That’s the message from team and city officials as they make plans to move almost 20,000 people to and from the stadium on game days, starting with the opener Apr. 13. Basic travel, transit, and parking plans were released in March and presented to Union Park District Council and Hamline Midway Coalition (HMC).

Team and city staff and traffic study consultants say that the stadium traffic and parking plans are a work in progress, with changes possible as needed. But both district councils’ members and staff said they’d like to have had more neighborhood input and inclusion on stadium planning in general, saying they were left out of major decisions.

“This has come up quickly,” said HMC Community Organizer Melissa Cortez. She and others at the HMC meeting criticized the city and soccer team’s lack of communication and collaboration on planning. That has forced neighbors to be in reacting mode, and not working together. “I think there’s been a lot of missed opportunities … it feels like this is just happening to us.”

Board members said that while they appreciated hearing the plans, they’d have liked more notice and more time to share ideas.

City and team officials said they’d like more of a partnership with the neighborhoods and would do better.

The St. Paul Planning Commission’s Transportation Committee also reviewed the plans Mar. 25, the day after a stadium preseason event drew enthusiastic crowds and some neighborhood complaints about traffic and spillover parking.

Concerns were raised about spillover parking in adjacent neighborhoods, motorists using neighborhood streets to bypass University and Snelling, and the small size of the study area, which is centered on the stadium site. Some questioned why scrutiny of traffic and travel impacts weren’t looked at to the north and south. City staff comments that changes can be made didn’t mollify some HMC Board members.

Other issues raised by the Planning Commission committee include a need to expand on the 400 bike rack spaces on-site, and to work with adjacent property owners on parking. On Mar. 24, some stadium visitors parked at nearby Midway Marketplace. That will require the property and business owners there to police their parking.

The game day experience
The key message is plan ahead. “We don’t want you to drive by yourself, and it’s going to be a miserable experience if you do,” said St. Paul Police Commander Kurtis Hallstrom. “If you don’t have a parking space assigned, don’t drive to the stadium.”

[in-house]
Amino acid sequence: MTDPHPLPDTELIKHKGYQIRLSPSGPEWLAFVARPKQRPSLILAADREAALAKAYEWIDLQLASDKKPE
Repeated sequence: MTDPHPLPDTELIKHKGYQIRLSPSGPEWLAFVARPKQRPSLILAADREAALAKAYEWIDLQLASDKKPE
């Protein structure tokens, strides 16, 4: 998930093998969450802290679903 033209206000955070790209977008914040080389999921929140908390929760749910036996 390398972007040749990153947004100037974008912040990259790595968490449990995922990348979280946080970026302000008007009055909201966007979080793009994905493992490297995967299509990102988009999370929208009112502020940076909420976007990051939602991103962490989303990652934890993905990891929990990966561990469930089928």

Minnesota United is communicating directly to ticket holders about pre-purchasing parking spots or using other ways to get to games. The stadium site has 400 parking spaces. Maureen Smith, senior vice present for finance for Minnesota United, said that the team is preselling parking.

Photo right: There are approximately 400 bike racks located around the stadium—designated here in yellow. (Illustration provided)

Parking in the Midway Center block is for team staff and VIPs. Parking is also being presold at Spruce Tree Center ($40 per game) and HealthEast facilities (season-long parking packages at $20 per game) near the stadium, with about 1,200 spaces there.

Metro Transit will also operate buses to and from the Minnesota State Fair, where there will be about 2,500 parking spaces available. (Reportedly 15-game packages for this location will be available for $180.) The fairgrounds parking is the only place where pregame tailgating is allowed. Buses will travel on other routes, not yet finalized, to get to and from the stadium.

Downtown parking ramps will also be promoted as an option.

Due to scheduling conflicts, the 2,500 State Fair parking spaces will not be available for MNUFC home games on Apr. 28, Aug. 14 or Aug. 17.

Luis Pereira, planning director for the city’s Department of Planning and Economic Development (PED), said the 2016 Snelling Midway Master Plan and an Alternative Urban Areawide Analysis (AUAR) study were used to plan for transportation needs. Those provided a starting point for further work with experts including staff from several city departments, the consulting firm Strgar Roscoe Fausch, the Ramsey County Department of Public Works, Metro Transit, Metropolitan Council, Minnesota Department of Transportation and the Federal Highway Administration.